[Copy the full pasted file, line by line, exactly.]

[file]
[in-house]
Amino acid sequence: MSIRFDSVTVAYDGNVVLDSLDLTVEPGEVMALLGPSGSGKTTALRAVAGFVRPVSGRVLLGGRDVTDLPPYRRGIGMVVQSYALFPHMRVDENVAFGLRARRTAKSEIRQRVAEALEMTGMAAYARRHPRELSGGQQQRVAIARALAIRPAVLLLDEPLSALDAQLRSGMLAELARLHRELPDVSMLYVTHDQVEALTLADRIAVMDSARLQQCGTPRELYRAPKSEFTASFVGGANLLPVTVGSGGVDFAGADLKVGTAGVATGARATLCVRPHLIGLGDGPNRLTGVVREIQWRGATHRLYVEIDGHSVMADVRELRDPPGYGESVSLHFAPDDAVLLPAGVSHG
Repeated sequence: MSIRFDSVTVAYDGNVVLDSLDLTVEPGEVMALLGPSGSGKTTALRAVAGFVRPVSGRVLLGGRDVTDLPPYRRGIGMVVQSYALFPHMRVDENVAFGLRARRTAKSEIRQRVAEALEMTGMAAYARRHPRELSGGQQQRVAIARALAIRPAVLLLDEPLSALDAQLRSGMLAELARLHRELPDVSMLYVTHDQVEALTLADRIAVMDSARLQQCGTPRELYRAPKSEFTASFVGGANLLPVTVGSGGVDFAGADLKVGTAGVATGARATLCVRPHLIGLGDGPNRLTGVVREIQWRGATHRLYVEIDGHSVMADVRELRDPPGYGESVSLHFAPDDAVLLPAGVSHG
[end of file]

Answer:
[in-house]
Amino acid sequence: MSIRFDSVTVAYDGNVVLDSLDLTVEPGEVMALLGPSGSGKTTALRAVAGFVRPVSGRVLLGGRDVTDLPPYRRGIGMVVQSYALFPHMRVDENVAFGLRARRTAKSEIRQRVAEALEMTGMAAYARRHPRELSGGQQQRVAIARALAIRPAVLLLDEPLSALDAQLRSGMLAELARLHRELPDVSMLYVTHDQVEALTLADRIAVMDSARLQQCGTPRELYRAPKSEFTASFVGGANLLPVTVGSGGVDFAGADLKVGTAGVATGARATLCVRPHLIGLGDGPNRLTGVVREIQWRGATHRLYVEIDGHSVMADVRELRDPPGYGESVSLHFAPDDAVLLPAGVSHG
Repeated sequence: MSIRFDSVTVAYDGNVVLDSLDLTVEPGEVMALLGPSGSGKTTALRAVAGFVRPVSGRVLLGGRDVTDLPPYRRGIGMVVQSYALFPHMRVDENVAFGLRARRTAKSEIRQRVAEALEMTGMAAYARRHPRELSGGQQQRVAIARALAIRPAVLLLDEPLSALDAQLRSGMLAELARLHRELPDVSMLYVTHDQVEALTLADRIAVMDSARLQQCGTPRELYRAPKSEFTASFVGGANLLPVTVGSGGVDFAGADLKVGTAGVATGARATLCVRPHLIGLGDGPNRLTGVVREIQWRGATHRLYVEIDGHSVMADVRELRDPPGYGESVSLHFAPDDAVLLPAGVSHG